A Trust is a binding obligation placed by an individual (known as the settlor) upon the trustees to hold property (which can be either money, investments, land or buildings) on behalf of beneficiaries.

Trusts are often used to make provision for family members where it is not appropriate to give the money to them outright, often due to family circumstances. For example:-

  • Where your children are too young or irresponsible to handle a large sum of money.
  • Where you have remarried and wish to continue to provide for your spouse but want to ensure that your wealth ultimately passes to your children from your previous relationship.
  • Where your beneficiary is in financial difficulty and likely to become bankrupt.
  • Where you want to make provision for someone to live in your home for as long as they need to, but want to ensure that it passes to your children in the long run.
  • Where you wish to provide for an individual who has either physical or mental disabilities.

There are several different types of trust. Some are fixed and are designed to fit a specific purpose, for example a life interest trust, which is designed to make provision for an individual over their lifetime (or for a specific period) and after they have died the assets in the trust pass to other named individuals. Other types of trust might require flexibility to adapt to the various beneficiaries changing needs (these are usually discretionary trusts). If you have a beneficiary who has a disability, there are potential tax advantages in creating a disabled persons trust.

It is important to recognise that different types of trusts are subject to different tax regimes so it is very important to consider what type of trust is the most appropriate for your personal circumstances. Elizabeth Foggin is a member of STEP (the Society of Trust and Estate Practitioners) and can provide you with suitable advice and guidance in this specialist area.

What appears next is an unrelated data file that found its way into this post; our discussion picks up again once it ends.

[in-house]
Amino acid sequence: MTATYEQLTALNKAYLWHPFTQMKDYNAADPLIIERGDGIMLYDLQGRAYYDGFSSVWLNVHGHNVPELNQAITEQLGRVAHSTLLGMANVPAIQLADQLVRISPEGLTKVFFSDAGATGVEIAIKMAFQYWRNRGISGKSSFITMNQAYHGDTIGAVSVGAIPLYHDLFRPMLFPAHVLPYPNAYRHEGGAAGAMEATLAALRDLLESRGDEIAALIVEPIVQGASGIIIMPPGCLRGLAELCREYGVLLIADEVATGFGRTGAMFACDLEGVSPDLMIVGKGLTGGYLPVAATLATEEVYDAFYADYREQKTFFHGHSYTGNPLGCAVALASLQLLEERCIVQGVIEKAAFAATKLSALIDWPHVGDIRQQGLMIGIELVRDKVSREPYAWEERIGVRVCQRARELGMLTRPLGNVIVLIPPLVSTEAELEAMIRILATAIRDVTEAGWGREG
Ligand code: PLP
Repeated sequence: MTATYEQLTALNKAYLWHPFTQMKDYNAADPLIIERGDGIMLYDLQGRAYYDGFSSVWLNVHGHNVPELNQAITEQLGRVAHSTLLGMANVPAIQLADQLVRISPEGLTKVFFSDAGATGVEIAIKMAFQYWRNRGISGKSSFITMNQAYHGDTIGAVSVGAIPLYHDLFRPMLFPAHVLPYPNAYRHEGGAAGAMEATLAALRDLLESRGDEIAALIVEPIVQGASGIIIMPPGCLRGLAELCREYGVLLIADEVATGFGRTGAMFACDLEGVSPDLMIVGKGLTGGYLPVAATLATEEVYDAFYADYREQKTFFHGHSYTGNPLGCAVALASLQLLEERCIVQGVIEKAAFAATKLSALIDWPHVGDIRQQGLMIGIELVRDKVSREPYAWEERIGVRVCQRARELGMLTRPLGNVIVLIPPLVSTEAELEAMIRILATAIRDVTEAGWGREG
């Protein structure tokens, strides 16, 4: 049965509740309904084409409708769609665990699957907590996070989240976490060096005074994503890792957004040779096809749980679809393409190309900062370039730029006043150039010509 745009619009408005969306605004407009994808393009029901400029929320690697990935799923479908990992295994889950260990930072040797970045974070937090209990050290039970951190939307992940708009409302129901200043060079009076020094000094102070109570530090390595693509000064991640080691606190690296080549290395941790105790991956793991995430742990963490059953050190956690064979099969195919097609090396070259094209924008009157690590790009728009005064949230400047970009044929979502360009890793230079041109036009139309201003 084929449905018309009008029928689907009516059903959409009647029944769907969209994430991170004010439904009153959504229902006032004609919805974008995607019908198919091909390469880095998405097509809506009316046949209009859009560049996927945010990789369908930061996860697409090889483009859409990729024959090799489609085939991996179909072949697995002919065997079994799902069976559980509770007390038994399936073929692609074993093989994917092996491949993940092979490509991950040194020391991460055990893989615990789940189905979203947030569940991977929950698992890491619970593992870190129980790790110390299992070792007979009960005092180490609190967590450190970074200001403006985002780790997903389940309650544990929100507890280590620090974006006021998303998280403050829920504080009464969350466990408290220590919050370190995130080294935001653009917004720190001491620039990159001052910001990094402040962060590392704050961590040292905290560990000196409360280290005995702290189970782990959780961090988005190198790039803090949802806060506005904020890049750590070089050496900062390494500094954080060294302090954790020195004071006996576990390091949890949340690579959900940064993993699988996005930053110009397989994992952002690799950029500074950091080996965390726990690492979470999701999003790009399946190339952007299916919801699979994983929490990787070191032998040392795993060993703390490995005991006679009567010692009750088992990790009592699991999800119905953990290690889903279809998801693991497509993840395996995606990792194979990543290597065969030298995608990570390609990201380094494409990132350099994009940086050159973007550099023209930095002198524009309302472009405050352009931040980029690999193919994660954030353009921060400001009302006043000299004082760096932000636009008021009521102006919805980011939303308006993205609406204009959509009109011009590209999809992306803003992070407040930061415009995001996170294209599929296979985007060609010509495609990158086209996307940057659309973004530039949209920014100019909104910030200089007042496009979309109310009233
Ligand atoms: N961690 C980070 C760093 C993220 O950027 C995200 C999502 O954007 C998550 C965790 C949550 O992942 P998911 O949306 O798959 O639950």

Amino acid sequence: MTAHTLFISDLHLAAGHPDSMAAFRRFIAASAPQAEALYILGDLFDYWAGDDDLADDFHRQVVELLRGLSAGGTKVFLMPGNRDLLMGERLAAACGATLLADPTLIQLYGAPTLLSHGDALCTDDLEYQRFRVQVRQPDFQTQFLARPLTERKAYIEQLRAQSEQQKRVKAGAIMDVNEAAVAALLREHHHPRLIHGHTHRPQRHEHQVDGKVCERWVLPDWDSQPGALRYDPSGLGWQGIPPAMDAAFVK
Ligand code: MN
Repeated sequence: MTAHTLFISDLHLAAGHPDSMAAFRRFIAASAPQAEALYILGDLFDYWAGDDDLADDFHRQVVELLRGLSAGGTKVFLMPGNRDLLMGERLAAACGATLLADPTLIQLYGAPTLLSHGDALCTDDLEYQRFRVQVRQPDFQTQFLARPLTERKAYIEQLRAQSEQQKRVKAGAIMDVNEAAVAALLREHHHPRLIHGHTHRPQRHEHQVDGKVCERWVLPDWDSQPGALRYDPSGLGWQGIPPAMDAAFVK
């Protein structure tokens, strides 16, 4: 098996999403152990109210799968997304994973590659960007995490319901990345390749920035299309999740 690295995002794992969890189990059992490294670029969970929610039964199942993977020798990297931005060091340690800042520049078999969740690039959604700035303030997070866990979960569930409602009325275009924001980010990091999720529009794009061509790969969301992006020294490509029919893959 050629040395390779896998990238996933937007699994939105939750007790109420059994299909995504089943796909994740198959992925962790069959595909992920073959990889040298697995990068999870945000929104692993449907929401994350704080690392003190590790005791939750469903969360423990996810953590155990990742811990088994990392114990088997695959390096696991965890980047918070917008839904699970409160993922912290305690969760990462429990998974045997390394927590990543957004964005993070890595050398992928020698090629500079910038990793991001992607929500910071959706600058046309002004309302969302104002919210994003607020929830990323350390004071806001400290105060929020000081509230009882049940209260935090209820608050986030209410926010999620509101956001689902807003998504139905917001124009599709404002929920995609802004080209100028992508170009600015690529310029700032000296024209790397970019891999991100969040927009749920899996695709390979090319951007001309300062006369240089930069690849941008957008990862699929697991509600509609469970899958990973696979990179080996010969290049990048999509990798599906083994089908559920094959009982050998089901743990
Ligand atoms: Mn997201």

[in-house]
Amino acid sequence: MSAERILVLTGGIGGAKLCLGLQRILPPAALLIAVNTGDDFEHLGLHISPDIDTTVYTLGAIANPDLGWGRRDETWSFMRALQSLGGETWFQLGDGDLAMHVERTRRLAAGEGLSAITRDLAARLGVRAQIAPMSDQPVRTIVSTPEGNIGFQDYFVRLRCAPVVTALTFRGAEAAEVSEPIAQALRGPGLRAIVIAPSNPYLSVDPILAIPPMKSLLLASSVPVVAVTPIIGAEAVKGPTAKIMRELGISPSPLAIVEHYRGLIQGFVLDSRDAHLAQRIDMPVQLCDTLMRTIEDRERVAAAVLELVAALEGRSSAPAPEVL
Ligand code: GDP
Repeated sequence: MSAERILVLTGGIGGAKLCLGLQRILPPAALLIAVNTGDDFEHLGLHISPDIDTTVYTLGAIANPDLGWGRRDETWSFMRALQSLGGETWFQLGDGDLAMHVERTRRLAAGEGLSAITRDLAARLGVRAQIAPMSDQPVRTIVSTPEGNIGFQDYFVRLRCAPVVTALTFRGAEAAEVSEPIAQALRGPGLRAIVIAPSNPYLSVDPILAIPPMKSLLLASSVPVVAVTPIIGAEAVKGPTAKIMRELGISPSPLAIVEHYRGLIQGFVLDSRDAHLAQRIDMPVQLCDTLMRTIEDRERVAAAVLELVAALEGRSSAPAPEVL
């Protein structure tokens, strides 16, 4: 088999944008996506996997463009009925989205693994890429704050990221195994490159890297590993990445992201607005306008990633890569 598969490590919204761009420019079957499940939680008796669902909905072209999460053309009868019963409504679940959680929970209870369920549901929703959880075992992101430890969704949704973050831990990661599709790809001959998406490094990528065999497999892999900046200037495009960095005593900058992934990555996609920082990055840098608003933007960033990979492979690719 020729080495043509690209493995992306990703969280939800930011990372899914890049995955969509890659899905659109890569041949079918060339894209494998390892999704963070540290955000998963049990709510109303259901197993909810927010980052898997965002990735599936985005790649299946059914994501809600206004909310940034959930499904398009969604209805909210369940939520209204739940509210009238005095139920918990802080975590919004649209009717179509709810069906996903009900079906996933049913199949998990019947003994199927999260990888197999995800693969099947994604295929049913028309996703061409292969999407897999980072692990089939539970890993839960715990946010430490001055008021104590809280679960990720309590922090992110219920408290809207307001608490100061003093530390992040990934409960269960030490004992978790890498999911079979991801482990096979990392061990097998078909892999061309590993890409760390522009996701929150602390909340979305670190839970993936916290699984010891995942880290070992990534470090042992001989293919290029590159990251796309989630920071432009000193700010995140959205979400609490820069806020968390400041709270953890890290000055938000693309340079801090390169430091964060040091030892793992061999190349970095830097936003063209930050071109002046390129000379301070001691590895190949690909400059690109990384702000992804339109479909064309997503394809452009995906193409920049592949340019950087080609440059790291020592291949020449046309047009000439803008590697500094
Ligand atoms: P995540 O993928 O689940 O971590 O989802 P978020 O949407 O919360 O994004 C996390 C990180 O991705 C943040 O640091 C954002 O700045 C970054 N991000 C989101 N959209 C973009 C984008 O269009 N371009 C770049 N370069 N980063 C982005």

Asset Protection Trusts

We do receive many enquiries from people wanting to give away their homes during their lifetime in order to avoid paying for care. They often mention talks or articles they’ve read about placing their properties into trust such as a ‘asset protection trust’. Whilst you are perfectly entitled to do what you want with your own asset, many of these schemes fall foul of legislation called ‘deliberate deprivation’ and simply do not achieve the purpose of what you set out to create.

There are also many other risks associated with giving away your main asset (and the roof over your head). Whilst this is possible it is not without significant risk. These risks include:-

  • The person you give it away to dies and it passes to someone under their estate. (Maybe someone you don’t know, or like).
  • The person you give it to gets divorced and it forms part of their assets when dividing up their matrimonial assets.
  • The person you give it to gets into debt and the trustee in bankruptcy sells it to recover their debts.
  • Circumstances change and you fall out with the person you have given it to. Or perhaps not them but their new partner – who knows what the future holds?
  • The local authority regards your gift of property as deliberate deprivation. This means the local authority will still regard you has owning the asset and so they will recover your care fees directly from the person you have given it to.
  • What about if you wanted a higher or better standard of care than you can afford with the income and assets you are left with? The local authority will only provide care at their basic rate, which means that you will have a significantly reduced choice of care home.
  • What if your circumstances change and you discover you need the asset to pay for something that you need? What if you needed an operation that would improve your quality of life but the waiting list is too long?
  • What if you decide that you want to spend more of your own money during your lifetime? What if you wanted a new kitchen, or an extension, or to downsize and go on a world cruise and enjoy living for as long possible?
  • What if you needed an equity release because your pension is not enough to live on? If you have given away your asset you would not be able to do this.
  • You will lose both control and the flexibility over what to do with your (former) asset.
  • If you still live in the property, it will still form part of your estate of the purposes of Inheritance Tax. If your estate is taxable, IHT will still be payable on the value of the property.
  • Giving away an asset to potentially prevent a disgruntled family member from claiming an entitlement under Inheritance (Provision for Family and Dependants) Act 1975 can be set aside by the Court.

Consider very carefully, will giving your home away really achieve what you are seeking to achieve?

The good news is that there are some things you can do to protect and preserve your own estate for your loved ones. Call Liz on 01704 870404 for an appointment to explore what would be appropriate for your circumstances.